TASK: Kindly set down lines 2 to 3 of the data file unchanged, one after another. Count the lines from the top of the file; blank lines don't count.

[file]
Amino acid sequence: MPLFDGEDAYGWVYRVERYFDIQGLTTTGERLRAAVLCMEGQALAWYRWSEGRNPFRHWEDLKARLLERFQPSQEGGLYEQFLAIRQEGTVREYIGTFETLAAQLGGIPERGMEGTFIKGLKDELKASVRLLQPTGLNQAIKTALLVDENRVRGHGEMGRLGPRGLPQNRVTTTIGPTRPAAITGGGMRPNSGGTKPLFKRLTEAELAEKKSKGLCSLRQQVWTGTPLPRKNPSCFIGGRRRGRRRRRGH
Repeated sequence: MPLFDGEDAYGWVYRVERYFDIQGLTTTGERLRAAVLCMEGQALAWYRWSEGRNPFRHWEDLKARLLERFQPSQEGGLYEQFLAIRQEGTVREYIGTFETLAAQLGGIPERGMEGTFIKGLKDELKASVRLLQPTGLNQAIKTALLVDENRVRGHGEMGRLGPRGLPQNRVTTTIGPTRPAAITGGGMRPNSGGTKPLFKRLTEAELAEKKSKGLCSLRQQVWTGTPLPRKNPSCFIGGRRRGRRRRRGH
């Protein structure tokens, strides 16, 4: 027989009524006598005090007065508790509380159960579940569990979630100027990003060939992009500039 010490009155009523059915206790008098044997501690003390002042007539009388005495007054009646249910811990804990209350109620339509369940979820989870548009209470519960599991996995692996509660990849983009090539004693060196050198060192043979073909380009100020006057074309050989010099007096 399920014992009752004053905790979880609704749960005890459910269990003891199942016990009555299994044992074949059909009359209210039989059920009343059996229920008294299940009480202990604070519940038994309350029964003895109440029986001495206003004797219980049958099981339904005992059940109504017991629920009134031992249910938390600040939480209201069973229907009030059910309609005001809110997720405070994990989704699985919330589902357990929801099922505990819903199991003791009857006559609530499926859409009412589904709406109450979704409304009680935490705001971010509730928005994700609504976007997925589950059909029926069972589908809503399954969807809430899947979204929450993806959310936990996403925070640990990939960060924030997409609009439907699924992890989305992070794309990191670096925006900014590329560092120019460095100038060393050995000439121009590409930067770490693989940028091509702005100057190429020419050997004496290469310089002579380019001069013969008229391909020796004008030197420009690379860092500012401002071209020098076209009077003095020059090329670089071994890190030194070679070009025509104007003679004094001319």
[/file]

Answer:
Repeated sequence: MPLFDGEDAYGWVYRVERYFDIQGLTTTGERLRAAVLCMEGQALAWYRWSEGRNPFRHWEDLKARLLERFQPSQEGGLYEQFLAIRQEGTVREYIGTFETLAAQLGGIPERGMEGTFIKGLKDELKASVRLLQPTGLNQAIKTALLVDENRVRGHGEMGRLGPRGLPQNRVTTTIGPTRPAAITGGGMRPNSGGTKPLFKRLTEAELAEKKSKGLCSLRQQVWTGTPLPRKNPSCFIGGRRRGRRRRRGH
């Protein structure tokens, strides 16, 4: 027989009524006598005090007065508790509380159960579940569990979630100027990003060939992009500039 010490009155009523059915206790008098044997501690003390002042007539009388005495007054009646249910811990804990209350109620339509369940979820989870548009209470519960599991996995692996509660990849983009090539004693060196050198060192043979073909380009100020006057074309050989010099007096 399920014992009752004053905790979880609704749960005890459910269990003891199942016990009555299994044992074949059909009359209210039989059920009343059996229920008294299940009480202990604070519940038994309350029964003895109440029986001495206003004797219980049958099981339904005992059940109504017991629920009134031992249910938390600040939480209201069973229907009030059910309609005001809110997720405070994990989704699985919330589902357990929801099922505990819903199991003791009857006559609530499926859409009412589904709406109450979704409304009680935490705001971010509730928005994700609504976007997925589950059909029926069972589908809503399954969807809430899947979204929450993806959310936990996403925070640990990939960060924030997409609009439907699924992890989305992070794309990191670096925006900014590329560092120019460095100038060393050995000439121009590409930067770490693989940028091509702005100057190429020419050997004496290469310089002579380019001069013969008229391909020796004008030197420009690379860092500012401002071209020098076209009077003095020059090329670089071994890190030194070679070009025509104007003679004094001319």